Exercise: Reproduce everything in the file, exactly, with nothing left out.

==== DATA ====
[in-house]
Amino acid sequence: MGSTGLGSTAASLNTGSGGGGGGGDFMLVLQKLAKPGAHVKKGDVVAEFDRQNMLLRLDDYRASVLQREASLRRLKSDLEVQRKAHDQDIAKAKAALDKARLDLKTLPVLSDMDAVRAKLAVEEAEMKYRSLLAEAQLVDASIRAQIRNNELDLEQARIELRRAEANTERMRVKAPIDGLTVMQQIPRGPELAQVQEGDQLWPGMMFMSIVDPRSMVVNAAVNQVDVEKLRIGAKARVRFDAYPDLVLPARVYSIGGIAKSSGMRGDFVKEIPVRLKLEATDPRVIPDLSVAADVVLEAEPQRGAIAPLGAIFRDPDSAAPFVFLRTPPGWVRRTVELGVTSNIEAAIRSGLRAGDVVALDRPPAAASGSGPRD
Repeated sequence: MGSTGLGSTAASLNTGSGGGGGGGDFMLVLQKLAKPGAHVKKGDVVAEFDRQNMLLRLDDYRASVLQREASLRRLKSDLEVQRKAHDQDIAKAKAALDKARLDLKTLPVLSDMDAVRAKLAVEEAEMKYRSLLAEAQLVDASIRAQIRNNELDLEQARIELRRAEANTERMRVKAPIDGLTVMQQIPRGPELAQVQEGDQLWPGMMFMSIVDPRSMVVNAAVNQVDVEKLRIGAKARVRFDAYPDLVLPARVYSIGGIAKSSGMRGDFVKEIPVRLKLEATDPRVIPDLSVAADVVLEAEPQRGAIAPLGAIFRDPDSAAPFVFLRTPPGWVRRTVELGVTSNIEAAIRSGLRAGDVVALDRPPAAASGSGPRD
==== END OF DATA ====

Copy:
[in-house]
Amino acid sequence: MGSTGLGSTAASLNTGSGGGGGGGDFMLVLQKLAKPGAHVKKGDVVAEFDRQNMLLRLDDYRASVLQREASLRRLKSDLEVQRKAHDQDIAKAKAALDKARLDLKTLPVLSDMDAVRAKLAVEEAEMKYRSLLAEAQLVDASIRAQIRNNELDLEQARIELRRAEANTERMRVKAPIDGLTVMQQIPRGPELAQVQEGDQLWPGMMFMSIVDPRSMVVNAAVNQVDVEKLRIGAKARVRFDAYPDLVLPARVYSIGGIAKSSGMRGDFVKEIPVRLKLEATDPRVIPDLSVAADVVLEAEPQRGAIAPLGAIFRDPDSAAPFVFLRTPPGWVRRTVELGVTSNIEAAIRSGLRAGDVVALDRPPAAASGSGPRD
Repeated sequence: MGSTGLGSTAASLNTGSGGGGGGGDFMLVLQKLAKPGAHVKKGDVVAEFDRQNMLLRLDDYRASVLQREASLRRLKSDLEVQRKAHDQDIAKAKAALDKARLDLKTLPVLSDMDAVRAKLAVEEAEMKYRSLLAEAQLVDASIRAQIRNNELDLEQARIELRRAEANTERMRVKAPIDGLTVMQQIPRGPELAQVQEGDQLWPGMMFMSIVDPRSMVVNAAVNQVDVEKLRIGAKARVRFDAYPDLVLPARVYSIGGIAKSSGMRGDFVKEIPVRLKLEATDPRVIPDLSVAADVVLEAEPQRGAIAPLGAIFRDPDSAAPFVFLRTPPGWVRRTVELGVTSNIEAAIRSGLRAGDVVALDRPPAAASGSGPRD